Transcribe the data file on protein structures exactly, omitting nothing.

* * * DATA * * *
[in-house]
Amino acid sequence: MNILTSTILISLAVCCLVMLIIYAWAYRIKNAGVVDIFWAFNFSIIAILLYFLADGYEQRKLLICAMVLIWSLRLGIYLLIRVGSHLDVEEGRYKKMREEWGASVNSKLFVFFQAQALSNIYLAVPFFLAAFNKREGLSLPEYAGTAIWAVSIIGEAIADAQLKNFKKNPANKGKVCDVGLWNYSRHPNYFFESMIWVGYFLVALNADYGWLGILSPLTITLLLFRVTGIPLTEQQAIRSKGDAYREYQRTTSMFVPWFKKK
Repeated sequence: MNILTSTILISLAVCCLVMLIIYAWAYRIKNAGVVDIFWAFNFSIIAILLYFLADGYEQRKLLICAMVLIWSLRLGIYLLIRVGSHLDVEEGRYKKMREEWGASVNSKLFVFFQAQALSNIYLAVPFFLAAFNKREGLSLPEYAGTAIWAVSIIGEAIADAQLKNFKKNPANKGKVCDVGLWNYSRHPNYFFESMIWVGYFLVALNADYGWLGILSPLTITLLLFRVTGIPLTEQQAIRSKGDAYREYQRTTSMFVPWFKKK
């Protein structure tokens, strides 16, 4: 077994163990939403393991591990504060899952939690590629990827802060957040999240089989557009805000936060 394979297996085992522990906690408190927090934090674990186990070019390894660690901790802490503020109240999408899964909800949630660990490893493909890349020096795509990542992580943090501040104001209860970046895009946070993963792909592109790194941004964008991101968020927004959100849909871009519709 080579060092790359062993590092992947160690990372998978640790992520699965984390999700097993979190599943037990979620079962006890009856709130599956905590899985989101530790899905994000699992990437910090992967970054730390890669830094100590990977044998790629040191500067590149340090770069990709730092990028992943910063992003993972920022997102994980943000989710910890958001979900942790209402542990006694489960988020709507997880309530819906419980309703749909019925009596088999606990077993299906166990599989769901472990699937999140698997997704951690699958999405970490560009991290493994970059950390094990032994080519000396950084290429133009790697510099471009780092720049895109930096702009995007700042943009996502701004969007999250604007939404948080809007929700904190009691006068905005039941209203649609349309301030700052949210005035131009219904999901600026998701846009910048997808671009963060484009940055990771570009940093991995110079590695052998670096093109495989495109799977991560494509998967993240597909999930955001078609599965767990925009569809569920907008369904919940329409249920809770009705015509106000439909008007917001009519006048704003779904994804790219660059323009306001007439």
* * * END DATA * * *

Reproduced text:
[in-house]
Amino acid sequence: MNILTSTILISLAVCCLVMLIIYAWAYRIKNAGVVDIFWAFNFSIIAILLYFLADGYEQRKLLICAMVLIWSLRLGIYLLIRVGSHLDVEEGRYKKMREEWGASVNSKLFVFFQAQALSNIYLAVPFFLAAFNKREGLSLPEYAGTAIWAVSIIGEAIADAQLKNFKKNPANKGKVCDVGLWNYSRHPNYFFESMIWVGYFLVALNADYGWLGILSPLTITLLLFRVTGIPLTEQQAIRSKGDAYREYQRTTSMFVPWFKKK
Repeated sequence: MNILTSTILISLAVCCLVMLIIYAWAYRIKNAGVVDIFWAFNFSIIAILLYFLADGYEQRKLLICAMVLIWSLRLGIYLLIRVGSHLDVEEGRYKKMREEWGASVNSKLFVFFQAQALSNIYLAVPFFLAAFNKREGLSLPEYAGTAIWAVSIIGEAIADAQLKNFKKNPANKGKVCDVGLWNYSRHPNYFFESMIWVGYFLVALNADYGWLGILSPLTITLLLFRVTGIPLTEQQAIRSKGDAYREYQRTTSMFVPWFKKK
């Protein structure tokens, strides 16, 4: 077994163990939403393991591990504060899952939690590629990827802060957040999240089989557009805000936060 394979297996085992522990906690408190927090934090674990186990070019390894660690901790802490503020109240999408899964909800949630660990490893493909890349020096795509990542992580943090501040104001209860970046895009946070993963792909592109790194941004964008991101968020927004959100849909871009519709 080579060092790359062993590092992947160690990372998978640790992520699965984390999700097993979190599943037990979620079962006890009856709130599956905590899985989101530790899905994000699992990437910090992967970054730390890669830094100590990977044998790629040191500067590149340090770069990709730092990028992943910063992003993972920022997102994980943000989710910890958001979900942790209402542990006694489960988020709507997880309530819906419980309703749909019925009596088999606990077993299906166990599989769901472990699937999140698997997704951690699958999405970490560009991290493994970059950390094990032994080519000396950084290429133009790697510099471009780092720049895109930096702009995007700042943009996502701004969007999250604007939404948080809007929700904190009691006068905005039941209203649609349309301030700052949210005035131009219904999901600026998701846009910048997808671009963060484009940055990771570009940093991995110079590695052998670096093109495989495109799977991560494509998967993240597909999930955001078609599965767990925009569809569920907008369904919940329409249920809770009705015509106000439909008007917001009519006048704003779904994804790219660059323009306001007439």